A short while afterwards Stephen, who was 40 at the time, was given the devastating news that he had acute promyelocytic leukaemia (APL). He was immediately put on the drug Tretinoin, and also asked if he would like to take part in a clinical trial for a new drug, to which he agreed. Stephen remained in hospital for six weeks enduring several rounds of chemotherapy and multiple blood transfusions.  

“I suffered with painful mouth ulcers and an abscess in my armpit and at the top of my leg,” remembers Stephen. “But I received fantastic care and treatment for which I will always be grateful. In addition to the obvious physical impact, mentally it was extremely difficult. The tiredness in particular was overwhelming. My wife Catherine was incredible throughout the whole period and so supportive. Our children Elan and Harri were 10 and 7 at the time, and of course they were worried but Catherine made sure their life continued as normally as possible. I am also fortunate to have a very supportive employer and a great team of people that I work with and their support also meant a great deal and allowed me to focus on my recovery.” 

Stephen ringing the bell at the end of treatment

On July 19th Stephen was told he was officially in remission. He continued treatment at home for two months, then had bone marrow biopsies every three months to check he was still clear of cancer cells.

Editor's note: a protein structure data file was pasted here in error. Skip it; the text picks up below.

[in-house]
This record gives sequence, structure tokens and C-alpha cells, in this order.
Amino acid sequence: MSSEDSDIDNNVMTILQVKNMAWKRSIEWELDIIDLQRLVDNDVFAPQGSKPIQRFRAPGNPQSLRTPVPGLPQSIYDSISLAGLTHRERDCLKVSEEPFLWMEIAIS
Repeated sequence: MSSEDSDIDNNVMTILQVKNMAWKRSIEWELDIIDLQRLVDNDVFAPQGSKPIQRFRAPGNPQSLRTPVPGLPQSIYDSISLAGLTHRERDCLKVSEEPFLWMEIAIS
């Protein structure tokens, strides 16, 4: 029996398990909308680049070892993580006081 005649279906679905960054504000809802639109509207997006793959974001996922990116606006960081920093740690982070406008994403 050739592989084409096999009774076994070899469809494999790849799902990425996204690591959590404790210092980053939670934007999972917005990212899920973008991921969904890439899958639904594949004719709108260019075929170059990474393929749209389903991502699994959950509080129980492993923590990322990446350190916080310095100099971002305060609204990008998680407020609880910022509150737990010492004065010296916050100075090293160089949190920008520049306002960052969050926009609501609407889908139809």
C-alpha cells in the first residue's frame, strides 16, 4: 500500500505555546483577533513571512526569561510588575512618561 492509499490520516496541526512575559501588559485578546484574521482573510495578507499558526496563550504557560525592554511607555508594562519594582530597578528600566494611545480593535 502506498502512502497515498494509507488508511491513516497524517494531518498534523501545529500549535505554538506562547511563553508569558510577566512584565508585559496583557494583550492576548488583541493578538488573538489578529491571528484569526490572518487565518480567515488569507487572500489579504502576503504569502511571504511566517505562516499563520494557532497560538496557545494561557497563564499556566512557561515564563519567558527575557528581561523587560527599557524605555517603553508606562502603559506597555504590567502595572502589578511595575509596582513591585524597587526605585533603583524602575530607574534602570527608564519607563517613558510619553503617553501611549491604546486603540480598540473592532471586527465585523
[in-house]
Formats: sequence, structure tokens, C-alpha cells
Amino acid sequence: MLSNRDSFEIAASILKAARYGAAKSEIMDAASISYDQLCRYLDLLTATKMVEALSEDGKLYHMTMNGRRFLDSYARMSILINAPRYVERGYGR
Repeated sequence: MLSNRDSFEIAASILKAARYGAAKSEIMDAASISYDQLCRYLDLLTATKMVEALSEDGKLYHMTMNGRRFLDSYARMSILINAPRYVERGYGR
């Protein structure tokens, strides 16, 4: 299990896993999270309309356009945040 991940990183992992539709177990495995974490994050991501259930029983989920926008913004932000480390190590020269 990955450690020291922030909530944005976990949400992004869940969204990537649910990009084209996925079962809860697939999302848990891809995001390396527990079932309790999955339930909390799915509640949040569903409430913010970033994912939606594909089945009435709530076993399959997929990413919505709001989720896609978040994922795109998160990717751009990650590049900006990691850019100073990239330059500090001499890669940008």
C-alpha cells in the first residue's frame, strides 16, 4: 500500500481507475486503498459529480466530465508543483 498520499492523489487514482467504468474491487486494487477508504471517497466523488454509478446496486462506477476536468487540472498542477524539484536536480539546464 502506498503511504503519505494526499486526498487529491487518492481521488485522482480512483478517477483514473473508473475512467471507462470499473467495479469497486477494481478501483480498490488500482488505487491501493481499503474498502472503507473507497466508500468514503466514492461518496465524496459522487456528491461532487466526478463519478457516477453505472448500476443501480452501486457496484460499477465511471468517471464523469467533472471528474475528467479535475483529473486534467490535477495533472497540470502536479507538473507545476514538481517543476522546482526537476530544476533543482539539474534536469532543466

“I remember making promises to myself that if I came through this how my life would change – more active, more time with the kids, and more exercise. But I was frustrated that although I was in remission, I had no energy.  Walking to the end of the path next to my home would wipe me out for hours. It took me months to recover properly. I struggled when my wife returned to work and the kids went back to school after the summer break – life was returning to normal but I felt far from normal. I am now fit and healthy.”  

Slowly Stephen regained his energy and strength, and so it was time to make good on his promises to himself.  

“Until last year I had never run further than 5k and I’m still not entirely sure what on earth came over me when I put my name forward for the London Marathon 2024! It’s a monumental challenge for me but one that I am relishing. I am enjoying the training and have already complete half marathons and am following my training plan ahead of the big day in April. After my experience with leukaemia I am so proud to be running on behalf of Leukaemia UK. So far I have raised nearly £1,500.  

“It is now nearly seven years since my diagnosis. I still have regular blood tests to ensure everything is fine. I am fit and healthy but I do sometimes wonder – will it come back again and will I be so lucky next time?  My immune system is still very weak. Any bug or virus will take weeks to get over and I have found myself in A&E twice in the last few years with an infection that my body has been unable to fight.  I’m not sure if my immune system will ever fully recover, I suspect not. But I know how lucky I am.  If my GP hadn’t first spotted the changes in my blood the outcome could have been very different.”

Stephen at the Conwy Half Marathon

Discover more stories like Stephen’s.